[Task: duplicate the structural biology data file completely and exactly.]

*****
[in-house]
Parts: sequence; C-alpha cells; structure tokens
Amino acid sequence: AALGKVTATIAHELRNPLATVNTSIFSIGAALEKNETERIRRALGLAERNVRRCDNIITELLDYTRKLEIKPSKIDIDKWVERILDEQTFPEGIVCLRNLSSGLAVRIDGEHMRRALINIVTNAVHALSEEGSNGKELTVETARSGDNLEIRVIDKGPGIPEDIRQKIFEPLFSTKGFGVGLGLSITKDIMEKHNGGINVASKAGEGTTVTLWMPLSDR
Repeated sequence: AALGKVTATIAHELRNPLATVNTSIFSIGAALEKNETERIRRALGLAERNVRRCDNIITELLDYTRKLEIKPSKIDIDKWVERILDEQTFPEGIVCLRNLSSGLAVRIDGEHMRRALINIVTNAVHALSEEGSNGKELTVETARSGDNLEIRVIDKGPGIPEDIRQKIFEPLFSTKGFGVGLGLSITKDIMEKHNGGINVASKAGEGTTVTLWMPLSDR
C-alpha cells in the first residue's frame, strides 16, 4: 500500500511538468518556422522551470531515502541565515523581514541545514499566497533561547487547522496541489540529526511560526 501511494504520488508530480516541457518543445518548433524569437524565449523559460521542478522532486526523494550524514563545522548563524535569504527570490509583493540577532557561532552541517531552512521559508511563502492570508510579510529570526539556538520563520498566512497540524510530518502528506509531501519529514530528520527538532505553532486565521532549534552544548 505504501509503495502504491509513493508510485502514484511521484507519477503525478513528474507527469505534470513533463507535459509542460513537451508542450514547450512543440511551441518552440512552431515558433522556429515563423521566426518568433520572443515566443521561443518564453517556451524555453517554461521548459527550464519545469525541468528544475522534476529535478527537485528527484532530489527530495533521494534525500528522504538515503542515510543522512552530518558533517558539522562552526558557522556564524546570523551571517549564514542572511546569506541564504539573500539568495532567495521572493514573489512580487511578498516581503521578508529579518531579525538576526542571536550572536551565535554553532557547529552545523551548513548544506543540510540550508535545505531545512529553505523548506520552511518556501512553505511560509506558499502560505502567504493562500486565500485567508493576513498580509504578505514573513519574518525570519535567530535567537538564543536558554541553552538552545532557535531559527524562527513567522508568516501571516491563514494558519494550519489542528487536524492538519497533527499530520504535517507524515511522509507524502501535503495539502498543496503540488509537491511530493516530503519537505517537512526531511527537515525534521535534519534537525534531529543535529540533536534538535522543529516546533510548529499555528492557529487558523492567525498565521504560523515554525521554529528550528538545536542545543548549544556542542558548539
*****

[in-house]
Parts: sequence; C-alpha cells; structure tokens
Amino acid sequence: AALGKVTATIAHELRNPLATVNTSIFSIGAALEKNETERIRRALGLAERNVRRCDNIITELLDYTRKLEIKPSKIDIDKWVERILDEQTFPEGIVCLRNLSSGLAVRIDGEHMRRALINIVTNAVHALSEEGSNGKELTVETARSGDNLEIRVIDKGPGIPEDIRQKIFEPLFSTKGFGVGLGLSITKDIMEKHNGGINVASKAGEGTTVTLWMPLSDR
Repeated sequence: AALGKVTATIAHELRNPLATVNTSIFSIGAALEKNETERIRRALGLAERNVRRCDNIITELLDYTRKLEIKPSKIDIDKWVERILDEQTFPEGIVCLRNLSSGLAVRIDGEHMRRALINIVTNAVHALSEEGSNGKELTVETARSGDNLEIRVIDKGPGIPEDIRQKIFEPLFSTKGFGVGLGLSITKDIMEKHNGGINVASKAGEGTTVTLWMPLSDR
C-alpha cells in the first residue's frame, strides 16, 4: 500500500511538468518556422522551470531515502541565515523581514541545514499566497533561547487547522496541489540529526511560526 501511494504520488508530480516541457518543445518548433524569437524565449523559460521542478522532486526523494550524514563545522548563524535569504527570490509583493540577532557561532552541517531552512521559508511563502492570508510579510529570526539556538520563520498566512497540524510530518502528506509531501519529514530528520527538532505553532486565521532549534552544548 505504501509503495502504491509513493508510485502514484511521484507519477503525478513528474507527469505534470513533463507535459509542460513537451508542450514547450512543440511551441518552440512552431515558433522556429515563423521566426518568433520572443515566443521561443518564453517556451524555453517554461521548459527550464519545469525541468528544475522534476529535478527537485528527484532530489527530495533521494534525500528522504538515503542515510543522512552530518558533517558539522562552526558557522556564524546570523551571517549564514542572511546569506541564504539573500539568495532567495521572493514573489512580487511578498516581503521578508529579518531579525538576526542571536550572536551565535554553532557547529552545523551548513548544506543540510540550508535545505531545512529553505523548506520552511518556501512553505511560509506558499502560505502567504493562500486565500485567508493576513498580509504578505514573513519574518525570519535567530535567537538564543536558554541553552538552545532557535531559527524562527513567522508568516501571516491563514494558519494550519489542528487536524492538519497533527499530520504535517507524515511522509507524502501535503495539502498543496503540488509537491511530493516530503519537505517537512526531511527537515525534521535534519534537525534531529543535529540533536534538535522543529516546533510548529499555528492557529487558523492567525498565521504560523515554525521554529528550528538545536542545543548549544556542542558548539